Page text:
But clearly it isn't. Most Anglicans seem to find sermons longer than 15 minutes to be onerous. Maybe they've not been taught to listen. Maybe they're used to sermons that aren't worth listening to. How many of them would be happy if they went to hear a lecture, went to all the trouble of making the time to go, and the speaker only gave them a fifteen minute lecture? If they went to a comedy routine and only got a fifteen minute effort they'd demand their money back. Even their television shows are expected to give them at least a half an hour's entertainment or information.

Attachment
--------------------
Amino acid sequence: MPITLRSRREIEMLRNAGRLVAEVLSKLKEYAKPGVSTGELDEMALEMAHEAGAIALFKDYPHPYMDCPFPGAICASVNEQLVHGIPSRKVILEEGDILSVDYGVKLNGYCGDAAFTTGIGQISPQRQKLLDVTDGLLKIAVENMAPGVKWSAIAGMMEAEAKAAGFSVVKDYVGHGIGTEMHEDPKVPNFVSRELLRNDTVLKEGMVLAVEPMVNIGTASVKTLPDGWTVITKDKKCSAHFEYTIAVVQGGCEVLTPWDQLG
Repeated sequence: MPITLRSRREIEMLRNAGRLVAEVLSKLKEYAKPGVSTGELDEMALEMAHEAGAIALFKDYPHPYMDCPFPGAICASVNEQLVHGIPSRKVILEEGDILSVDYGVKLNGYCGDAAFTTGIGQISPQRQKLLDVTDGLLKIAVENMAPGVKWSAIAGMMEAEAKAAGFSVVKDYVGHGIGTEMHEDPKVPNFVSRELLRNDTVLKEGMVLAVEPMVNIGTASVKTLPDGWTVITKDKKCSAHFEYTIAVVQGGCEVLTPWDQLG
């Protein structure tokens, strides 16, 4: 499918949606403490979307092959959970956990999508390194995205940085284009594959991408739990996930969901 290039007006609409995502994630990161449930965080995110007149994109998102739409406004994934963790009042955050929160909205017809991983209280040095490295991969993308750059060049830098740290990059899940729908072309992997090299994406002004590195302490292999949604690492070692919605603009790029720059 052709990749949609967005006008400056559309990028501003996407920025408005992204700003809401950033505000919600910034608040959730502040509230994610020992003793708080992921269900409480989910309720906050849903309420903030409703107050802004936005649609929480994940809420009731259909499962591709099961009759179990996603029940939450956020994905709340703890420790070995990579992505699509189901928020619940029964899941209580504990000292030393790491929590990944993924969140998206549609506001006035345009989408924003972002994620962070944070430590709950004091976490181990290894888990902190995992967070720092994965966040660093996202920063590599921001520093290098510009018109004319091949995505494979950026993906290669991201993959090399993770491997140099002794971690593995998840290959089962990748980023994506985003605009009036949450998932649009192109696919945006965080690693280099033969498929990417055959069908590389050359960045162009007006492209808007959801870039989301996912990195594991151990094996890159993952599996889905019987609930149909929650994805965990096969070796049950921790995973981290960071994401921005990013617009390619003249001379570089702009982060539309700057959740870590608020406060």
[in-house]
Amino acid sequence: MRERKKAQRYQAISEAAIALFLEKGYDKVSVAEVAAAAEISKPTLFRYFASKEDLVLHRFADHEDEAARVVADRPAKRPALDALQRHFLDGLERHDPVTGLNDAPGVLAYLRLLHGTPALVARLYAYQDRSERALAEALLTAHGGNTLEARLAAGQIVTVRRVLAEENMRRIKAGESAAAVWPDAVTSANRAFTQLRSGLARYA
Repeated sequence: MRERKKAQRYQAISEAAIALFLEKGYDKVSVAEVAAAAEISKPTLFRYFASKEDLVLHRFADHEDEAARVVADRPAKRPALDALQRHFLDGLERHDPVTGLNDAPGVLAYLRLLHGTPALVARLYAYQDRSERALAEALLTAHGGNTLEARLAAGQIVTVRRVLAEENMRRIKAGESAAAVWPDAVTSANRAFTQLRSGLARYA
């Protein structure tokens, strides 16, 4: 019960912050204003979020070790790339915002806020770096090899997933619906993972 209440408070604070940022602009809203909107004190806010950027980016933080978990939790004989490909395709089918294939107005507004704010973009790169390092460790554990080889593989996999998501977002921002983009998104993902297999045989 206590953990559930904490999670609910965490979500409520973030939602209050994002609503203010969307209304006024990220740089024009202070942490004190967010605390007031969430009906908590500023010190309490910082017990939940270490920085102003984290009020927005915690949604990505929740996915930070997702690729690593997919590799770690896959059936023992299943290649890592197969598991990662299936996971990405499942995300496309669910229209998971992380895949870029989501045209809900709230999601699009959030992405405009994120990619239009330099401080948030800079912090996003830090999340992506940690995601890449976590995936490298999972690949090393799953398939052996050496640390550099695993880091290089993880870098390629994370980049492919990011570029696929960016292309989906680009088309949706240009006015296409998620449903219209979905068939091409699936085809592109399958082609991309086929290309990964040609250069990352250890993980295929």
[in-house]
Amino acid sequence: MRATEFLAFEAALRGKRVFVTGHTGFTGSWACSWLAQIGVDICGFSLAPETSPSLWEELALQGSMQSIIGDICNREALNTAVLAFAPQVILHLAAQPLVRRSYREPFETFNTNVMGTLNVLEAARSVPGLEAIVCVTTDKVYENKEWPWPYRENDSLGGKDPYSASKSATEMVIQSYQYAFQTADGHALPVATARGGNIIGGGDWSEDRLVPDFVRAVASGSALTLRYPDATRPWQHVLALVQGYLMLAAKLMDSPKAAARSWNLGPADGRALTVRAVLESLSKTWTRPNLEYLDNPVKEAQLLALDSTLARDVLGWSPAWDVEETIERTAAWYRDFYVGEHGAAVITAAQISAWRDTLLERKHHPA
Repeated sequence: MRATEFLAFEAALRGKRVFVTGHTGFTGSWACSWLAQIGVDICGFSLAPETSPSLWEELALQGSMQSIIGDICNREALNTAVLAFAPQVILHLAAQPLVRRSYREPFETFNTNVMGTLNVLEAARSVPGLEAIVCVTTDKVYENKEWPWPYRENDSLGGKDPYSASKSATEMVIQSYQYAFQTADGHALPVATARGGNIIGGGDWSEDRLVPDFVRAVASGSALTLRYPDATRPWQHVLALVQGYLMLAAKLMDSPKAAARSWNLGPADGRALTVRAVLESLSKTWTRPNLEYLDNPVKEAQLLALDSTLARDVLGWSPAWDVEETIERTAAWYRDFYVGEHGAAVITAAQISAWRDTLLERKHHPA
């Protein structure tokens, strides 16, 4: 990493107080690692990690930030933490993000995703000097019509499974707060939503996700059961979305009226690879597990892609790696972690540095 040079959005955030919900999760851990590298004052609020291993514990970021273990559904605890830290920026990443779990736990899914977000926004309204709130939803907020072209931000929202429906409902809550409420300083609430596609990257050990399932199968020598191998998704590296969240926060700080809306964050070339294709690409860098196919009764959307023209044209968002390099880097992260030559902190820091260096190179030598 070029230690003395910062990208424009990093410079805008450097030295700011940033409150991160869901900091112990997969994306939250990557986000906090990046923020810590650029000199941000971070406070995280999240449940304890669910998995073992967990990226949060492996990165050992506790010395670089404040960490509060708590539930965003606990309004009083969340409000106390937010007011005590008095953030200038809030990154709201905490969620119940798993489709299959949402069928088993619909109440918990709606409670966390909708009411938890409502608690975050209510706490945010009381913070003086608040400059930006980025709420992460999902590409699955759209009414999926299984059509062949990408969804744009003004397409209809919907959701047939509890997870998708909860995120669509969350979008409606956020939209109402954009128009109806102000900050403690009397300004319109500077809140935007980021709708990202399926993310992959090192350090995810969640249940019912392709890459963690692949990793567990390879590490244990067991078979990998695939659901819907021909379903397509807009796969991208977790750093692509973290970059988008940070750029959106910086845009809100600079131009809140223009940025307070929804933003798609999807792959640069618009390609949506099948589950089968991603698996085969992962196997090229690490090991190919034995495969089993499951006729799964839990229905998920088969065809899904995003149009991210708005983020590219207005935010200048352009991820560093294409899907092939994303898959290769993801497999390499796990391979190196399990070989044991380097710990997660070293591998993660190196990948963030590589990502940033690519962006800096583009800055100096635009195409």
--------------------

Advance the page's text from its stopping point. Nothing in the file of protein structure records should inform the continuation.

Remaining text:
But sermons aren't for entertainment... unfortunately, they're not often for much at all. Hence:

A Sermon Listener's Bill of Rights
1. The sermon listener has a right to a well prepared sermon. The preacher has a responsibility to spend significant time in the Scriptures each week, show up with notes and a solid idea where the sermon is going. No lawyer goes into a courtroom without being prepared for any and all possibilities, but we face larger and more important juries every time we step into a pulpit. Many preachers prefer to rattle off stream of conciousness in what should be Christian Education's Prime Time. If you produce no other decent work all week, the sermon needs to be solid.